Summary • Unhealthy diets, obesity and related non-communicable diseases are the leading cause of death and disability worldwide and represent a major public health challenge. • Addressing unhealthy diets and obesity will require comprehensive societal change, including comprehensive action from governments and food companies to improve the healthiness of food systems. • Investors can contribute to change through their investment decisions. They also stand to benefit from the positive societal and economic impacts associated with obesity prevention efforts. • In 2019/20, we reviewed a large sample of Australian institutional investors, asset management companies and superannuation funds, to investigate how these investors were incorporating nutrition and obesity-related considerations in their decision-making. • We found that 18 out of 35 investors included nutrition and obesity-related considerations in their investment decision-making, albeit in limited ways. • The most common way in which nutrition and obesity were considered was through so-called ‘ESG (Environmental, Social, and Governance) integration’ strategies. Most often, this was through considerations related to ‘health’ in the general sense, e.g., broad health and wellbeing considerations in selecting investment portfolios. Some investors explicitly considered the healthiness of a food company’s products in determining whether to invest or not. • Examples of ways in which nutrition and obesity-related considerations were being applied included investors actively engaging with food companies to encourage them to improve their nutrition-related policies and practices, and screening food companies based on risks associated with the healthiness of their product portfolios. • The findings of this research point to the need for: – Consistent nutrition-related sustainability reporting by food companies, guided by clear reporting frameworks; – The availability of comprehensive nutrition-related ESG data for investors, accompanied by agreed nutrition-related performance benchmarks; – More guidance on best practices for investors and the food industry. • Further research will help to identify how the investment community can best support efforts to address obesity and improve nutrition in Australia.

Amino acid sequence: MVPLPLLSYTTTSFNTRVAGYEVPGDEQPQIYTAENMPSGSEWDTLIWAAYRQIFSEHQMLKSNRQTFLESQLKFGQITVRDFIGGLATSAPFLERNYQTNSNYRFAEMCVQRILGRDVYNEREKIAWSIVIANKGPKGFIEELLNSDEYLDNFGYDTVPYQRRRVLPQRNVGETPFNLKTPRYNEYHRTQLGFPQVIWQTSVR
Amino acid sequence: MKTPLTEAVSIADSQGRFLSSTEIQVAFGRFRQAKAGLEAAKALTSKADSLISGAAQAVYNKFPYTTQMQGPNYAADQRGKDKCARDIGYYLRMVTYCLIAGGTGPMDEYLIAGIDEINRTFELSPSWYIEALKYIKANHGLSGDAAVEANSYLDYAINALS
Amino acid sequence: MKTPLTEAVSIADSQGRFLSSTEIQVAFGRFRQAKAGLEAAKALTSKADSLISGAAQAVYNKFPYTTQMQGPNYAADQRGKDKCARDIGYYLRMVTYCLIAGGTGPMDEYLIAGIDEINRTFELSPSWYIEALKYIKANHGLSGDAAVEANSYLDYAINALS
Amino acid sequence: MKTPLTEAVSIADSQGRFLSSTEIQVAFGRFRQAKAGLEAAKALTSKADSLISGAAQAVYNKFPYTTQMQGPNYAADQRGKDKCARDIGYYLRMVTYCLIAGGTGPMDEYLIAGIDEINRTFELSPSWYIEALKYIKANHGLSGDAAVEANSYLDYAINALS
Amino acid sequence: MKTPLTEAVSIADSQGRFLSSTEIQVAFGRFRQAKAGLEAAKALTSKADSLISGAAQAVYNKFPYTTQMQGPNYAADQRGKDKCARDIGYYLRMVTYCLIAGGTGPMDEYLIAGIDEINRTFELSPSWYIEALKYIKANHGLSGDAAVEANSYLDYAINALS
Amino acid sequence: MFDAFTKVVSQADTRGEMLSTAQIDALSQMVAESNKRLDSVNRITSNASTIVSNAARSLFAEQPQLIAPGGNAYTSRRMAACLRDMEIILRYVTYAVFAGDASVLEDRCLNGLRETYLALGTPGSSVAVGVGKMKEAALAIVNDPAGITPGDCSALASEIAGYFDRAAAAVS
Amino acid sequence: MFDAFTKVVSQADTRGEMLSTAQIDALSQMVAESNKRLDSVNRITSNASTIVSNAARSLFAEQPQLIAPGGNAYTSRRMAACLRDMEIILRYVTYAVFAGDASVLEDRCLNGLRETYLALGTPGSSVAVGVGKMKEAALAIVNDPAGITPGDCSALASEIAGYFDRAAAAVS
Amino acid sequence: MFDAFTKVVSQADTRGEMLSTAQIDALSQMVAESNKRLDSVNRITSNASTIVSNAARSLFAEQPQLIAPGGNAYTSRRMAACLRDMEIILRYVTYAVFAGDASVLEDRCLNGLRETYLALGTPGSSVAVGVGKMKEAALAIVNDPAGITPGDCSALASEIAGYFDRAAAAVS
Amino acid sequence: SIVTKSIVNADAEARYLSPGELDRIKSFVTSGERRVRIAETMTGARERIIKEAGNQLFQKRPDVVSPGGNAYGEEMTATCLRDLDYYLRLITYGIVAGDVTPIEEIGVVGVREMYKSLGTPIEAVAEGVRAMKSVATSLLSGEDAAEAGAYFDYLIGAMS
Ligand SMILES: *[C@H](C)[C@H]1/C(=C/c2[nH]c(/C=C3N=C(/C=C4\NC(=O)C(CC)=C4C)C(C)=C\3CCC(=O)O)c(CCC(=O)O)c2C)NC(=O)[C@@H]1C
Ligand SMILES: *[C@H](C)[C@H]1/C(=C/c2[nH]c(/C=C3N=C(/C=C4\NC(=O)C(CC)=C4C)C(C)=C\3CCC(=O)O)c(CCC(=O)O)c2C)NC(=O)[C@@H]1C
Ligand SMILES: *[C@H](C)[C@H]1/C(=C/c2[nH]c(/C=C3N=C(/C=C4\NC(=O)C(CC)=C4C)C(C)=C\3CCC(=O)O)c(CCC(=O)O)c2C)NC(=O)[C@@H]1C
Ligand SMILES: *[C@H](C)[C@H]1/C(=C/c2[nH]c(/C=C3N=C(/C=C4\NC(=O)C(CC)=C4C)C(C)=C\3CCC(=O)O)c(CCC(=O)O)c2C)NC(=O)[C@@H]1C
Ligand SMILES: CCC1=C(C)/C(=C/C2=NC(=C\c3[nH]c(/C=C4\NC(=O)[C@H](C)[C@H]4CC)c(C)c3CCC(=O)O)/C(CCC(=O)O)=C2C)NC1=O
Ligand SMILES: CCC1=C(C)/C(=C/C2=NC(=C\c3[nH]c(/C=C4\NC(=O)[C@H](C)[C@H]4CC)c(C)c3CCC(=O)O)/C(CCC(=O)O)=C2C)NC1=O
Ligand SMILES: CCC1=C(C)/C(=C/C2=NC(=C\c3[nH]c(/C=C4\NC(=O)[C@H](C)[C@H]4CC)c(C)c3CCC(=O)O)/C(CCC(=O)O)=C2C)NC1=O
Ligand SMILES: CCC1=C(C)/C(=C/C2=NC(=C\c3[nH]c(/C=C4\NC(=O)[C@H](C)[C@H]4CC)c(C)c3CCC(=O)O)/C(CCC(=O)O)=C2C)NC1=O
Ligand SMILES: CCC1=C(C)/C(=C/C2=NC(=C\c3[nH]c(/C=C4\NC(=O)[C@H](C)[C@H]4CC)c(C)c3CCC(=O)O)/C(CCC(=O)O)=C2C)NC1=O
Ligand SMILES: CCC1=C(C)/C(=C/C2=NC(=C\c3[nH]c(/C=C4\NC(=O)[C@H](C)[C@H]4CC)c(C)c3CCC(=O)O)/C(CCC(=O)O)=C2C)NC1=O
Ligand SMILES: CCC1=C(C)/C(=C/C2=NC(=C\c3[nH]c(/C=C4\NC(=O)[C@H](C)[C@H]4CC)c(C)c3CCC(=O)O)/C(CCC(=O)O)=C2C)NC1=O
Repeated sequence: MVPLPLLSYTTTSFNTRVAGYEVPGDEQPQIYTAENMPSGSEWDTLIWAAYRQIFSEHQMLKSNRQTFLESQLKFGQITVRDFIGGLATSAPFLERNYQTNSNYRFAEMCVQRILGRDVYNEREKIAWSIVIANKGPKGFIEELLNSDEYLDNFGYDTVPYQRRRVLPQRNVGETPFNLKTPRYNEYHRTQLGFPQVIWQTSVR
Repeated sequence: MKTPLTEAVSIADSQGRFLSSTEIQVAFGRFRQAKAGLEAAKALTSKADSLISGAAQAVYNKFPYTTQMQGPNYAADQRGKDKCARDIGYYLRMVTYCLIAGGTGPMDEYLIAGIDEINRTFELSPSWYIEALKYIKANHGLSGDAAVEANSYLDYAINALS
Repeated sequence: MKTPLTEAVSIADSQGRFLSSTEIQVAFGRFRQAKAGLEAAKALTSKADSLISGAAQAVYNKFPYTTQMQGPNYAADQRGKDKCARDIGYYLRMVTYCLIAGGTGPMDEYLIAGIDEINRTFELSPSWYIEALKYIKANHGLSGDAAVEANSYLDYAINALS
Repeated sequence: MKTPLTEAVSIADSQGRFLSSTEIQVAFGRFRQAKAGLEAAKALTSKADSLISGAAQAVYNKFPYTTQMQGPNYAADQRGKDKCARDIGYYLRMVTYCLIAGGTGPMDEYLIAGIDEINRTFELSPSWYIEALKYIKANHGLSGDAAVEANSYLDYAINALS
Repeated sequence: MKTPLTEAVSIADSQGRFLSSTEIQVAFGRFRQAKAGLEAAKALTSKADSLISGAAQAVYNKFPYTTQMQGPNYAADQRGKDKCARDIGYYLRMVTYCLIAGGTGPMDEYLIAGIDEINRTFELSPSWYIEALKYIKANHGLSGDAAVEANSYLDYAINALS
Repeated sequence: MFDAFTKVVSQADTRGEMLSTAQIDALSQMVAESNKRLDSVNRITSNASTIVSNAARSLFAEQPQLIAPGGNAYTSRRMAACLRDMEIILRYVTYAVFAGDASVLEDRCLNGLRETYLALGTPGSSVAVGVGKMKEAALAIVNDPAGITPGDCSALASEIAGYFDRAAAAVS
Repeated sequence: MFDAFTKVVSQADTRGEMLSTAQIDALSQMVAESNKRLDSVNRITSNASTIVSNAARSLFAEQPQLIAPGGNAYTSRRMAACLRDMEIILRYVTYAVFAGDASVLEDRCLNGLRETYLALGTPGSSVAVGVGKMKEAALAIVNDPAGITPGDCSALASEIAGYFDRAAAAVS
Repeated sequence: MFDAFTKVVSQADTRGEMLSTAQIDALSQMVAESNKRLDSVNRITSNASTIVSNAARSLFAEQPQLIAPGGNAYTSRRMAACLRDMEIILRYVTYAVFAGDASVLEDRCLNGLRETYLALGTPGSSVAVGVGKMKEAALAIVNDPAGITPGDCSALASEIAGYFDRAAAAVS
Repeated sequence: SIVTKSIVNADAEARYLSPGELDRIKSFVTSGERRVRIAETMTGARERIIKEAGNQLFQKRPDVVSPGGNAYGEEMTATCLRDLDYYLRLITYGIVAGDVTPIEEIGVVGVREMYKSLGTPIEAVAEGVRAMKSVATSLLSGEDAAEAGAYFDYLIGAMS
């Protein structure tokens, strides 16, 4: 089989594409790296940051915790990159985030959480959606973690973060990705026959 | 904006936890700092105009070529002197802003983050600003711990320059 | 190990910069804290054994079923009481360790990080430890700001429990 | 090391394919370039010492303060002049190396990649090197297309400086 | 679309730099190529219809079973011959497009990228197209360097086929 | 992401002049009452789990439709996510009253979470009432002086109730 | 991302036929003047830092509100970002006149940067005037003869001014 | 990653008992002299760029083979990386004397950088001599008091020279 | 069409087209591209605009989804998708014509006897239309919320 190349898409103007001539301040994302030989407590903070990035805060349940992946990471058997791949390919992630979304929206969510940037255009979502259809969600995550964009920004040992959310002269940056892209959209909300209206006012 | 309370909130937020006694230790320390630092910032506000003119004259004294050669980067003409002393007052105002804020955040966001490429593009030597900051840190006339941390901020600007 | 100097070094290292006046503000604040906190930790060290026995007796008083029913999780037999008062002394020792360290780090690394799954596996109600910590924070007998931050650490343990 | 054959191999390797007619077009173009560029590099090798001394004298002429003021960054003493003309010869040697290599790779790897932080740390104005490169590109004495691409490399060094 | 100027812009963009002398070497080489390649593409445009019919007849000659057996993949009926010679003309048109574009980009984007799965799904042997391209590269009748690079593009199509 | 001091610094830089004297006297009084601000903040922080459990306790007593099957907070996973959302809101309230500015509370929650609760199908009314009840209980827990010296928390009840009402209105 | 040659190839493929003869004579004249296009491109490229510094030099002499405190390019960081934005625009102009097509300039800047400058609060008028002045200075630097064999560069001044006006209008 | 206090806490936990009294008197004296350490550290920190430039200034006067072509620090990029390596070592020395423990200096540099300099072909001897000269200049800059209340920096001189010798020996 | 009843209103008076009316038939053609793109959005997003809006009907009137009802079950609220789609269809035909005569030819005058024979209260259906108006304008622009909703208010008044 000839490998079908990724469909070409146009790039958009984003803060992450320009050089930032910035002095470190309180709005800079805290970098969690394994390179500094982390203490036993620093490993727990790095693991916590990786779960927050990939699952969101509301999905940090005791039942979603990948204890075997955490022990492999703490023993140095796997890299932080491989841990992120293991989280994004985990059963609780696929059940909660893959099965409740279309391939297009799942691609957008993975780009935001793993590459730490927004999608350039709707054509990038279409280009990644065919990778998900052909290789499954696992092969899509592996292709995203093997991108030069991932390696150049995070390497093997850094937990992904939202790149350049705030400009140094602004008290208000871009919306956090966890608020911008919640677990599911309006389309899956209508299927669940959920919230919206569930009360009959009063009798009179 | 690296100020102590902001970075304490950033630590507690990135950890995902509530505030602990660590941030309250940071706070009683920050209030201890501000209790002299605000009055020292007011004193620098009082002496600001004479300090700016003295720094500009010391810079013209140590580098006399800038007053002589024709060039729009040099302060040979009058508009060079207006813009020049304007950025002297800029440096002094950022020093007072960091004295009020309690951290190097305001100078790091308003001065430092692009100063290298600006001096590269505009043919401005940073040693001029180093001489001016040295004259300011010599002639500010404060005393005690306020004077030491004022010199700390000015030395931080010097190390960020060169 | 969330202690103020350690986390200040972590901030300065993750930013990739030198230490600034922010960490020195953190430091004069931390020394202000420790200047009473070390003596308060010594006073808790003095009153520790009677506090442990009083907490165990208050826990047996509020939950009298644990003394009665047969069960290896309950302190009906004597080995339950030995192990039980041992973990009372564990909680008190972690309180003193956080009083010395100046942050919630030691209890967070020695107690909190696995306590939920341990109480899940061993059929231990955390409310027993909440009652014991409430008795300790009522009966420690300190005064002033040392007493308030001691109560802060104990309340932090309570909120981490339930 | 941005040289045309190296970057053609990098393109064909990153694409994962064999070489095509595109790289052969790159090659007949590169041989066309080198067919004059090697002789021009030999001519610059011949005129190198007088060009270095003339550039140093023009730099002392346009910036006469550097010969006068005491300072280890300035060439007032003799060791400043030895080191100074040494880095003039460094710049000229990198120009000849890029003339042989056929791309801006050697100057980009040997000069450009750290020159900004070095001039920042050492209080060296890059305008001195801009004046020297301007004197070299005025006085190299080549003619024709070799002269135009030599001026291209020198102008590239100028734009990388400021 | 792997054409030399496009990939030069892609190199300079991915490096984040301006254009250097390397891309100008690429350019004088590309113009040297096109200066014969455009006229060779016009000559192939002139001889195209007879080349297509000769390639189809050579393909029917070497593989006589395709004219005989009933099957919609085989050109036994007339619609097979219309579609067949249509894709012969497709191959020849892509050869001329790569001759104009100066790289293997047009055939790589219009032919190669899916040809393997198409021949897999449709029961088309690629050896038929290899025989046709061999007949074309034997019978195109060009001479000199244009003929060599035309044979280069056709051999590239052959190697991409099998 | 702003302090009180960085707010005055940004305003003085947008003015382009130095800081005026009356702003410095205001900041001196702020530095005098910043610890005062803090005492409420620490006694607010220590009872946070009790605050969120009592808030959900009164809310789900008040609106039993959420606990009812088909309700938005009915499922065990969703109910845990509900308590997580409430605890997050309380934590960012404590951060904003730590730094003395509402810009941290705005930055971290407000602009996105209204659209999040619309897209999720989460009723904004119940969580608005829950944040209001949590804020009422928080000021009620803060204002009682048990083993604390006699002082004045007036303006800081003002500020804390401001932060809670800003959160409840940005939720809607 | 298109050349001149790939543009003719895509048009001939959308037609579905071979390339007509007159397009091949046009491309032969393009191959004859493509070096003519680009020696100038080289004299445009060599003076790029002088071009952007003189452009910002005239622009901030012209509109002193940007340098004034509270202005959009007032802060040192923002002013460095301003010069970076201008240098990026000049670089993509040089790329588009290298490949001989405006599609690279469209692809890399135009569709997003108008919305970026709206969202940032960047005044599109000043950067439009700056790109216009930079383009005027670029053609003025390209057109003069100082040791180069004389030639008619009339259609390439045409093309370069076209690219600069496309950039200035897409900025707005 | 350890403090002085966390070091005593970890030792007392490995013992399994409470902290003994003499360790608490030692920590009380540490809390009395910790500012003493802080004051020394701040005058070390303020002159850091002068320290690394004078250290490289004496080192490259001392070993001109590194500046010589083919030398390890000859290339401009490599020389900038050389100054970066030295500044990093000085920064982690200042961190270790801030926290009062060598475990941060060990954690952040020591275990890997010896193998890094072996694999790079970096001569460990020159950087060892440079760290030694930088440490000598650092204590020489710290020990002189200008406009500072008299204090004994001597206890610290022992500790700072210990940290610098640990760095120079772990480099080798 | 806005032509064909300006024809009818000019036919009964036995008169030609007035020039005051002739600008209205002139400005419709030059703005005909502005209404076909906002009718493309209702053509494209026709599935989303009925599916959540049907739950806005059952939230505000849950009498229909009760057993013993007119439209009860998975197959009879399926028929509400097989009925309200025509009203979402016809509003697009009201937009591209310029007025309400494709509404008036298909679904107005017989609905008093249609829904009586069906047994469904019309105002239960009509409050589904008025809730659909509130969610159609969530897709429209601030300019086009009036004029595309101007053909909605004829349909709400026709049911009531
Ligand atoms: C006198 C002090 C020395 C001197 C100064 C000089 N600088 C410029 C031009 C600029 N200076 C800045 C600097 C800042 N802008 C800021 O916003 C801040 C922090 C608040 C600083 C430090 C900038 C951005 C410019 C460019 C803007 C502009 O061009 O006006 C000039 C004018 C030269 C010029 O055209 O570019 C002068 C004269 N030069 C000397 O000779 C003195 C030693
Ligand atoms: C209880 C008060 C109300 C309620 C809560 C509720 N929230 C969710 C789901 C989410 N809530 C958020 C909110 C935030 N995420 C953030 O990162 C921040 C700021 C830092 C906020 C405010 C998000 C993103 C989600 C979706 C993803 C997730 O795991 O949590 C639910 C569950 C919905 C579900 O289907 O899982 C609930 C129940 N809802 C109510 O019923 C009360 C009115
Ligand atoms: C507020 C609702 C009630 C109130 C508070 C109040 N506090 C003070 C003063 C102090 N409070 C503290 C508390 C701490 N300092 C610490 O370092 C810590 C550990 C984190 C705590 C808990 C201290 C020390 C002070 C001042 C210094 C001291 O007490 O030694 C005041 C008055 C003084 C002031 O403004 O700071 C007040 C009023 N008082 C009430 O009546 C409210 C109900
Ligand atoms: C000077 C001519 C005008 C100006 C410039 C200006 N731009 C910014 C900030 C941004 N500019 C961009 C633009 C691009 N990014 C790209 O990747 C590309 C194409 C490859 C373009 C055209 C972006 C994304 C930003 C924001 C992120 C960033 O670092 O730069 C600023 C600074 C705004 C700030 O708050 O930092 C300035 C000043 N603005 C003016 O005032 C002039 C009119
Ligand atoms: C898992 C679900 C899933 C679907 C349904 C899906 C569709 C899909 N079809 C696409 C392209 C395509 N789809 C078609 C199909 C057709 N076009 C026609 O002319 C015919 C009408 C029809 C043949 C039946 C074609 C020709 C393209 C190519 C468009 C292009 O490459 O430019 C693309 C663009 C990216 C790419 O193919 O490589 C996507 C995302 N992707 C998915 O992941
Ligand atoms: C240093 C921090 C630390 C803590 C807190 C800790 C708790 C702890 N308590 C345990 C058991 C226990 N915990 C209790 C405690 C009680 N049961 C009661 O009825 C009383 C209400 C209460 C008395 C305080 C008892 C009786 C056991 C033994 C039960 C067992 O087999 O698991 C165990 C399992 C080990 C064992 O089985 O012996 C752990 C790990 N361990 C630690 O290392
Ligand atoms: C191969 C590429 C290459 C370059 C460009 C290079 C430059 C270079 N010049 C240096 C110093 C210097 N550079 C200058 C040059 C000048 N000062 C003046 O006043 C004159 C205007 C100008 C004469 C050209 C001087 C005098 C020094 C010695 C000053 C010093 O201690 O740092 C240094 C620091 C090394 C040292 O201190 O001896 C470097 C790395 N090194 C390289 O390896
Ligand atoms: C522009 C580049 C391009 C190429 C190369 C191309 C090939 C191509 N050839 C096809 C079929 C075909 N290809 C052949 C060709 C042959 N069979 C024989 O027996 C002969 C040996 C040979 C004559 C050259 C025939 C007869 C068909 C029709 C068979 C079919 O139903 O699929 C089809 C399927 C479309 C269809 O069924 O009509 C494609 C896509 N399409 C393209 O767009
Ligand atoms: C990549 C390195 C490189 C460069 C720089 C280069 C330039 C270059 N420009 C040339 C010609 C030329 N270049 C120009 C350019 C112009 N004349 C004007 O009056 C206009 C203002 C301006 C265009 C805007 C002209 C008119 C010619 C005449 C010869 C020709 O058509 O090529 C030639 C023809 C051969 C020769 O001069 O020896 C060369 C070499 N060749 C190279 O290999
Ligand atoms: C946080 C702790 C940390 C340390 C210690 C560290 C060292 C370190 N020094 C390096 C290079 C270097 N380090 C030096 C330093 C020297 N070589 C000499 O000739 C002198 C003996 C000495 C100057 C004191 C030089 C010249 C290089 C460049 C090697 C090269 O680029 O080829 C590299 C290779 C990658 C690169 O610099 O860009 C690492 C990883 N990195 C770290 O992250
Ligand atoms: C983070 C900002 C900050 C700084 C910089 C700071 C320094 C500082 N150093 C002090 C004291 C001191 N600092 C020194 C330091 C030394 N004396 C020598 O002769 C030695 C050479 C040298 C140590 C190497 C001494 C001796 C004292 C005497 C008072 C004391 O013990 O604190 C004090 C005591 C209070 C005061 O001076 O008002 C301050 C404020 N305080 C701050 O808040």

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    Investing for Sustainable Food Systems: Current Practice in Australia